By Joe Jones
8:00 AM EDT, April 21, 2013
From Bangor to Peoria, in the Huffington Post and in Forbes Magazine, the press is focusing on the minimum wage. While we hear and read about it constantly these days, many of us never take the time to reflect on what it really means.
When seen up close, as I do every day here in Baltimore at the Center for Urban Families, the real meaning of "minimum" becomes painfully apparent. Minimum is just that. As Merriam Webster says: "the least quantity assignable, admissible, or possible." But is minimum enough to lift formerly unemployed people from lives of urban poverty?
Let's face it — the current minimum wage will never be enough to lift a family out of urban poverty. Families need a foundation: a home to come back to at the end of the day; often a car to get them to and from work increasingly not accessible by public transit; education to expand their employment opportunities; and a relatively stable family dynamic. The hard truth is that minimum wage isn't adequate in providing the means for the basic building blocks of that foundation.
The key to rising above the limitations of the minimum wage is collaboration and open communication among organizations in our respective communities. Networks, government agencies and nonprofits in Baltimore have unique but targeted services that could and should be working in tandem to provide viable paths to stability that low-income, urban families so desperately need.
The Center for Urban Families has begun what we call the "Partner eXchange" process by collaborating with key organizations in Baltimore that have the necessary tools to aid the struggling urban families we serve. A home is a logical starting point for a stable family life; however, we see many cases of families struggling for even that basic need. Our partnership with the Woda Group LLC. has given some of our clients their first opportunity to become homeowners or renters of quality, affordable homes.
In the Baltimore metro area, there are more than 80,000 low-income families without a car. Yet public transit allows them to reach only 54 percent of all jobs in the region within 90 minutes. And according to Vehicles for Change, more than half those are high-skill jobs for which our low-income residents don't qualify. Many feasible employment opportunities lie beyond the reach of public transportation. That's why we partner with Vehicles For Change, a Baltimore nonprofit that aids people in securing cars for reliable transportation. The result? We have seen a drastic expansion of employment opportunities and the opportunity to take on extra shifts.
The strains of an unstable or disintegrated family life become even stronger under the limitations of a minimum wage salary. There are times when fathers are faced with the decision of paying child support or buying their monthly bus passes to get to work, the uniforms they need to get a job or even groceries. The added pressures — both legal and personal — from an inability to pay child support often damage a family's entire web of relationships, particularly that between the father and child.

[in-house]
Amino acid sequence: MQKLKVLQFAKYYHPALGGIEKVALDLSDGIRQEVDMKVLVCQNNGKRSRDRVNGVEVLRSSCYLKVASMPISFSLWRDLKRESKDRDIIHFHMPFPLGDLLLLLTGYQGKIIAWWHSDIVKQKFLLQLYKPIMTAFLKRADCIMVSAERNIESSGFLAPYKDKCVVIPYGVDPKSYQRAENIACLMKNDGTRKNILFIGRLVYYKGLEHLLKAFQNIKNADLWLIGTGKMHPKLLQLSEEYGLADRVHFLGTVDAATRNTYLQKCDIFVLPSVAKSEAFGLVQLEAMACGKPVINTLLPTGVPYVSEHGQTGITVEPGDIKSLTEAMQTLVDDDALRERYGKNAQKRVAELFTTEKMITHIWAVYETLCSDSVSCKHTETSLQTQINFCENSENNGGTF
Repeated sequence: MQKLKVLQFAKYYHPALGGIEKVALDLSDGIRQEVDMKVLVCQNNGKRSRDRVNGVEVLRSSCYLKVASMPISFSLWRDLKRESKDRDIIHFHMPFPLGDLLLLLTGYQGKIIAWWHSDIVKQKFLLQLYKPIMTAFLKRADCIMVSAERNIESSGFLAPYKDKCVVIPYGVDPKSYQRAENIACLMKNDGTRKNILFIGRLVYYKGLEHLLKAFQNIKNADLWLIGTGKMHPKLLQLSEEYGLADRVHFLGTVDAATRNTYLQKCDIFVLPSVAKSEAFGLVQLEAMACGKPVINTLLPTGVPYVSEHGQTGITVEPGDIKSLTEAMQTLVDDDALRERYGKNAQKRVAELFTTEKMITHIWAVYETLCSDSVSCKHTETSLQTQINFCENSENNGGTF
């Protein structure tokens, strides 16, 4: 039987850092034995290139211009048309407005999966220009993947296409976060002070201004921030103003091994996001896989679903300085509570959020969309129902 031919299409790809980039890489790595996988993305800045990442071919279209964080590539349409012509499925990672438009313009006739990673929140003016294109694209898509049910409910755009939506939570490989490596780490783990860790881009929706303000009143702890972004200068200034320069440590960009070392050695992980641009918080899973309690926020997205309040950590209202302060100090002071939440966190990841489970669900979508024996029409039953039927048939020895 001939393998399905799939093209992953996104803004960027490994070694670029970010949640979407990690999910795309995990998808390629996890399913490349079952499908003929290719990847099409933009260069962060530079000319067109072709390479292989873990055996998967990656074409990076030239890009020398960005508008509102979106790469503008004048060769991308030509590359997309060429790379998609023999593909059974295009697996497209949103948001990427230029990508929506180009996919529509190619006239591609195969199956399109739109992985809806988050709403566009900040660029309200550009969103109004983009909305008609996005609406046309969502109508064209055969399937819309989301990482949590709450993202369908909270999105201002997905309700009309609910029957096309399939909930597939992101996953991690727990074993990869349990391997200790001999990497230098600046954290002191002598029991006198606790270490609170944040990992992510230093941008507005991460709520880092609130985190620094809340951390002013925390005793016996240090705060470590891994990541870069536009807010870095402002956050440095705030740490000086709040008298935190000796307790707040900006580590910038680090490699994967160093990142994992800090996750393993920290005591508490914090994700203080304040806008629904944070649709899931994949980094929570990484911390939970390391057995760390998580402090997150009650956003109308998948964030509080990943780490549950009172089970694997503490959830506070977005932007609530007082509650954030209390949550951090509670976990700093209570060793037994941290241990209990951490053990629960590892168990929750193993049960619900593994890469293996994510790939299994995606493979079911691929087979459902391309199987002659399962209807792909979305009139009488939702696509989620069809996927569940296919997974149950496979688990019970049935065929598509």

Our collaboration with the Child Support Administration of the Maryland Department of Human Resources allows more affordable payment schedules, while the Center for Urban Families works with fathers to aid with employment and planning to be in a stable position to sustain themselves and, ultimately, their families.
Giving the father more reasons to get involved in the lives of his children through this partnership is only a start, however. Our partners at Art with a Heart do more to rebuild fathers' relationships with their children and extended families by providing recreational activity to encourage a greater connectedness between child and parent. A father engaged with his child in a collaborative art project is demonstrating that there is a key place for him in his child's life.
Modern urban families often live with daily and ongoing disconnection, abandonment and inadequacy. Of course, this creates a family environment that can negatively affect the next generation. The parents we help need more than a shot at a minimum wage job. And their children need strong family support in order to grow up with the hopes and expectations of opportunity that their parents until now have missed.
These are but a few of the examples of how agencies like ours can do a better job of breaking the cycle of poverty in Baltimore. And we are doing it without tapping into additional resources in a tight economic climate.
The sooner we realize that the tools we need are right here — in our communities and within our reach — the sooner we can refocus our attentions on the collaborations and partnerships needed to break the cycle of urban poverty.
Joe Jones is founder and CEO of the Baltimore-based Center for Urban Families.
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